What It Means When You Get Breakouts on Your Scalp

Have you ever scratched your scalp and felt something that seemed to resemble a pimple? Not the most glamorous topic of discussion here, but it's surprisingly a question we get asked often: "Can I get breakouts on my scalp?" The answer is yes, but more often than not, it's not a pimple at all. Here, the experts explain.

According to Delray Beach, FL, dermatologist Janet Allenby, MD, acne on the scalp is an inflammatory reaction around the hair and sebum follicles and can be caused by many things, but most frequently, it is hormonal and excessive sebum (oil) production that are the biggest influences. "The scalp can have acne outbreaks just like the face does, but is is less common and usually associated with more severe types of acne," she says. New York dermatologist Dendy Engelman, MD, adds, "Should you have actual scalp acne, the fastest treatment is an injection of cortisone, which your dermatologist can administer." 

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What you think is an acne blemish might actually be something else, like excess oil or product on your scalp that can accumulate and irritate a little area of your scalp, mimicking a pimple or tiny scab. Dr. Engelman says that if the cause of your scalp acne is a buildup of product, dead skin cells or oil that clogs hair follicles, you can benefit from washing your hair with a clarifying shampoo, like Moroccanoil Clarifying Shampoo ($26), once a week.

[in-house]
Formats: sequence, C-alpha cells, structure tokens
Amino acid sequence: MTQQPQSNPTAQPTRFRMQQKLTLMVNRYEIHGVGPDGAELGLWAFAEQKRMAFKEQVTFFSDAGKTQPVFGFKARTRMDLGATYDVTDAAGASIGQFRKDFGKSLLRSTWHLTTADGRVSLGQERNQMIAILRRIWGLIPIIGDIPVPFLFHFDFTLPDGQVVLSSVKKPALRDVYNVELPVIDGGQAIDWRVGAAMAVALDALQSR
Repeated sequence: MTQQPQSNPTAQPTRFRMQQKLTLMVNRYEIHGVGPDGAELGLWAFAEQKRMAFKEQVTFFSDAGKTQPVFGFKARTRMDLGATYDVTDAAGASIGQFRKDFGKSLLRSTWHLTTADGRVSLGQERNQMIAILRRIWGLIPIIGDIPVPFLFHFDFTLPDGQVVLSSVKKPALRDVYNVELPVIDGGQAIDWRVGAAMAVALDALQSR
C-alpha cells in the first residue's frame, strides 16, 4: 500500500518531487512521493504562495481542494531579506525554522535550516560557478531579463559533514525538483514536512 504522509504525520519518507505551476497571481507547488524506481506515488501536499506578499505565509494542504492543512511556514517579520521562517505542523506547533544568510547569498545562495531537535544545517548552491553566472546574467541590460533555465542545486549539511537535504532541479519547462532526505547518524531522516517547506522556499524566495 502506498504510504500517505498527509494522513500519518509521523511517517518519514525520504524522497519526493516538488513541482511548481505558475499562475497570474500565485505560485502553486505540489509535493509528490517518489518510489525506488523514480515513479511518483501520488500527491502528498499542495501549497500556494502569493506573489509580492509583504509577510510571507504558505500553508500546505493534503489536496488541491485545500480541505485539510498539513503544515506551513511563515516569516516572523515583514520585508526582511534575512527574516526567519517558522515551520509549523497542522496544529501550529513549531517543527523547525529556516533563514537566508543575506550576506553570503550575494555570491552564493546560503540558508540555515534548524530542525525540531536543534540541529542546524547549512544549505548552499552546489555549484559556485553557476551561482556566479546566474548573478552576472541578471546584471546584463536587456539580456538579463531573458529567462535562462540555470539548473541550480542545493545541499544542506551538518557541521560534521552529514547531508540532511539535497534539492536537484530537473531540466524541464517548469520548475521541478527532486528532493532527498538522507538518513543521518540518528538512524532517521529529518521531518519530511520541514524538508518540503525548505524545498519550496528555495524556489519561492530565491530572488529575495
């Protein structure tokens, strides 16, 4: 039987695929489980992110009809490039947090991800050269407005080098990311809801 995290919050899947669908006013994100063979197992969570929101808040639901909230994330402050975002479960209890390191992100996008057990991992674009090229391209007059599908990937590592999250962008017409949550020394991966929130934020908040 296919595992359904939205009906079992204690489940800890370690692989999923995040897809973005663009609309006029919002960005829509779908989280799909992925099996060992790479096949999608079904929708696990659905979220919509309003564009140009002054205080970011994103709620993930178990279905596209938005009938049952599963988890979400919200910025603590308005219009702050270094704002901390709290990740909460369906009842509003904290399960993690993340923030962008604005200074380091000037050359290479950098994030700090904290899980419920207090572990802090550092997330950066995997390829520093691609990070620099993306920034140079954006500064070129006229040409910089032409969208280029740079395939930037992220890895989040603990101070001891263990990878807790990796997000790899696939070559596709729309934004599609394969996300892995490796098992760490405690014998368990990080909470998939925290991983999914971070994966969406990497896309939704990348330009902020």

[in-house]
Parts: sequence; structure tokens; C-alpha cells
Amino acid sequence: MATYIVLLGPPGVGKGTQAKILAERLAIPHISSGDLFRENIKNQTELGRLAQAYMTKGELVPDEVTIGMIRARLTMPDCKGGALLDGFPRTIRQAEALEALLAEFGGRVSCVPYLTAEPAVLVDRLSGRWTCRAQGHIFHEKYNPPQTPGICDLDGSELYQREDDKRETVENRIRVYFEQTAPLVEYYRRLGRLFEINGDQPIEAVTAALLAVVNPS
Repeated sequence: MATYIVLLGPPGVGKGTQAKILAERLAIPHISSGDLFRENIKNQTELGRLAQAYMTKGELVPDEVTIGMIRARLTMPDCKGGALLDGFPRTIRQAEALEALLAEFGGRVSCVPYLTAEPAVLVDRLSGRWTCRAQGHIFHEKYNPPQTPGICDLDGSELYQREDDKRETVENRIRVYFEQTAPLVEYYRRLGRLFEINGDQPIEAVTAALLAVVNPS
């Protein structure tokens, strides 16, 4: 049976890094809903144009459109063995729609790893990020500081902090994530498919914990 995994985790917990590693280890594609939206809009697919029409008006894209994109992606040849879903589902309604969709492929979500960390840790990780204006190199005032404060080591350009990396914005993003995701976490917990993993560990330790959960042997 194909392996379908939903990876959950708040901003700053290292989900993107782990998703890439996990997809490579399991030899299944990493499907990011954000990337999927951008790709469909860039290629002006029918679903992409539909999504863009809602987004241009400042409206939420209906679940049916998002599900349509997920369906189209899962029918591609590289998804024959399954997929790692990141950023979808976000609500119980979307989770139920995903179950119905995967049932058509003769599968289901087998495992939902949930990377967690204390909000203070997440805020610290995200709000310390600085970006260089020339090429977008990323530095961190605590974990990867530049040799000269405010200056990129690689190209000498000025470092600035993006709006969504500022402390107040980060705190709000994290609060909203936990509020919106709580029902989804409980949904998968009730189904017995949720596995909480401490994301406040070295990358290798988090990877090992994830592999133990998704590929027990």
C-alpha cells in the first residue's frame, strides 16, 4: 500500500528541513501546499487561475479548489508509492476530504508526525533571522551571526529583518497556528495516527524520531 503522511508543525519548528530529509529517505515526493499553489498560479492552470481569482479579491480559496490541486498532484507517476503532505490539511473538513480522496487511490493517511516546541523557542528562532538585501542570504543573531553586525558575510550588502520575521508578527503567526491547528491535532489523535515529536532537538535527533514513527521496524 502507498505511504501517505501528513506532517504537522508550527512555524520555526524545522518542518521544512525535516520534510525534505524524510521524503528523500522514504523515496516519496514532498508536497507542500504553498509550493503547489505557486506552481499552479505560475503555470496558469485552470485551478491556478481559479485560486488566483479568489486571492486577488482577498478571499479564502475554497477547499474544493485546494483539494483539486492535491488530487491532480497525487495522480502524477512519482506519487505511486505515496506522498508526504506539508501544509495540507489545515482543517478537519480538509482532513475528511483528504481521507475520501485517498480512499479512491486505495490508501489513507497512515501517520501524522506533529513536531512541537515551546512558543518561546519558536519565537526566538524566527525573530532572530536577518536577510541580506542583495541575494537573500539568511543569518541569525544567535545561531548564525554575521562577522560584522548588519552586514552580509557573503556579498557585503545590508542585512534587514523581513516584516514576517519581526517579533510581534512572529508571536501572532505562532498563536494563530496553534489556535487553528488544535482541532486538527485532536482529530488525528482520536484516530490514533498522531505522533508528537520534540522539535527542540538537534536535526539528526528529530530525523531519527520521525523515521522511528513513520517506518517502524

The perceived blemish could also be a scaly patch as a result of dandruff or eczema. "Scaly patches on the scalp are more often seborrhea, aka dandruff, which is also and inflammatory problem. This is best treated with over-the-counter anti-dandruff shampoos and conditioners," says Dr. Allenby. We like Phyto Phythéol Oily Hair Purifying Scalp Exfoliating Shampoo ($26), which strips the bad stuff out of your hair while keeping the good oils intact so your hair looks shiny and clean, not dull. 

If the scaly area doesn't go away, Dr. Allenby says it should not be ignored because it could be related to a medical condition, even certain cancers, that may need to be addressed by a medical professional. "Typically, if a person has a lesion on their scalp that looks and feels like acne but they don't have severe facial or back acne, it may be due to other medical inflammatory disorders and should be evaluated by a dermatologist."

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